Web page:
CAMPING IS NOT WHAT IT USED TO BE

Discussion in 'LUKE CLAYTON' started by Luke Clayton, Feb 3, 2008.

  1. Luke Clayton

    Luke Clayton New Member

    Messages:
    831
    State:
    Texas
    "CAMPING IS NOT WHAT IT USED TO BE " by Luke Clayton

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    Luke Clayton


    My first experience with a camping ‘rig’ was a modified 1950 International Pickup that my Dad owned back in the late fifties. Every two or three months, we would spend several days camping on the shores of a little lake in southeast Oklahoma, setting trotlines for catfish and catching bass from our homemade wooden boat. Dad had his little truck rigged with all the conveniences. With a portable canvas awning to keep the contents (and us) dry, fold down tables with Coleman Stoves and even a sink, we enjoyed camping at its finest, at least for the era.

    Recently, my wife and I joined some friends and visited the RV show in Ft. Worth where we were exposed to all the latest innovations in camping, now often referred to as
    RVing! Campers, if you can call a $100,000 RV a ‘camper’, have come a long way! Today’s fifth wheelers, when set up and the extensions opened up, are actually very roomy and comfortable little homes. Granted, not all the RV’s available today come with so hefty a price tag, there are pop up campers and even tent campers that attach to the bed of trucks that are much more affordable. And, yes, many folks still do their camping the old fashioned way: in tents.

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    Photo by Luke Clayton

    After getting a good feel for what is available today and doing a cost comparison of the different models, we later purchased our first big RV, a 37 foot fifth wheel that I plan to keep on our property to serve as a guest house. We live on several acres with plenty of trees and whoever spends the night in our new unit can consider themselves ‘camping’ without the hassle of towing. Towing a unit down the road that’s as big as a small river barge is not my idea of fun, but that’s just me. Besides, I am not prepared to purchase a $40,000 truck big enough to tow our new trailer, nor am I prepared for six or eight miles per gallon fuel consumption. Imagine a 500 mile trip towing such a vehicle costing close to $200 in fuel, ONE WAY!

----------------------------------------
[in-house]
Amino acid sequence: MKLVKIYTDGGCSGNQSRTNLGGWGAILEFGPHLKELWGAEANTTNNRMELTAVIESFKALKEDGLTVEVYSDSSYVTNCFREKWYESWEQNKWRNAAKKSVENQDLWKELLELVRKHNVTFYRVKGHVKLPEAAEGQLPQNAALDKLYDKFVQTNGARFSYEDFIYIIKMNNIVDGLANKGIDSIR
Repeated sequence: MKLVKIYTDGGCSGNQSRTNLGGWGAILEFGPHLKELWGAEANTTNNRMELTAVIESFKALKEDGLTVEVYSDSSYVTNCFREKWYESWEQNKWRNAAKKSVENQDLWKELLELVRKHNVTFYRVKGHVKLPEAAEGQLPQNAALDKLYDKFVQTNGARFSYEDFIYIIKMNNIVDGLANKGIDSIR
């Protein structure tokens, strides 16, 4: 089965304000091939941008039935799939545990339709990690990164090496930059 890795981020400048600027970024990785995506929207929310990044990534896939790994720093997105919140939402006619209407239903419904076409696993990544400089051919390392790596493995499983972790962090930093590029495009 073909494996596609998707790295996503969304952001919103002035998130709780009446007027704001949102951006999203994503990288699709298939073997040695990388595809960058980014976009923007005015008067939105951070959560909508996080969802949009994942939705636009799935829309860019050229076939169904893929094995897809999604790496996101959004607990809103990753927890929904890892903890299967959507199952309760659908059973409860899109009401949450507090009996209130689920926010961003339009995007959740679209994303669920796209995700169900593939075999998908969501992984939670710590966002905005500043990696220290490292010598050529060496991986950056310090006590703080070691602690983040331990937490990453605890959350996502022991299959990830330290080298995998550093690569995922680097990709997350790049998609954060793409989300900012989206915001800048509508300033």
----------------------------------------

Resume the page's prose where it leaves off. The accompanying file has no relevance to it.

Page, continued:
Before chunking down a hefty piece of change for your RV, it’s advisable to give consideration to several factors that will become important when you actually take delivery. Do you have a vehicle heavy and with enough horsepower to tow the RV you are contemplating purchasing? If the answer is yes, then, have you thought about actually towing a vehicle that is very apt to cause your miles per gallon to drop at least in half? If money is not an object, have you given thought to towing a ten thousand pound RV through heavy traffic? Would you be more comfortable driving a motor home that you simply drive to your destination and, bingo, you’re home!

    These are all questions that you should consider before signing on the dotted line and investing in your new ‘home away from home’.

    Another consideration is whether to purchase a new or used unit. New RV’s, just like cars and trucks, depreciate the moment you pull them off the lot. We did a lot of cost comparison and looking and finally decided on purchasing a unit that was a couple years old, but in excellent condition. We finally bought from a large, reputable RV dealer but we also looked at several units offered by individuals.

    After sorting out the pros and cons, we felt more comfortable buying an ‘almost new’ unit from a very reputable RV dealership. We also purchased an extended warranty to cover anything that might go wrong with the unit. After all, what do I know about making repairs to a complex heating or air conditioning system or the hydraulic jacks that level the unit? Even our ‘almost new’ luxury RV was a sizeable investment and the last thing I wanted to do was use it for six months then look at a repair bill of several thousand dollars.

    RV’s have come a long, long way since I was a youngster camping in that old rig of my Dad’s but I still find myself camping in tents and even old barns on hunting property from time to time. Camping is not all about luxury. To my way of thinking, spending time in the outdoors with family and friends, setting around a campfire, watching the glowing embers after a great day in the outdoors is the essence of camping and I hope this will never change.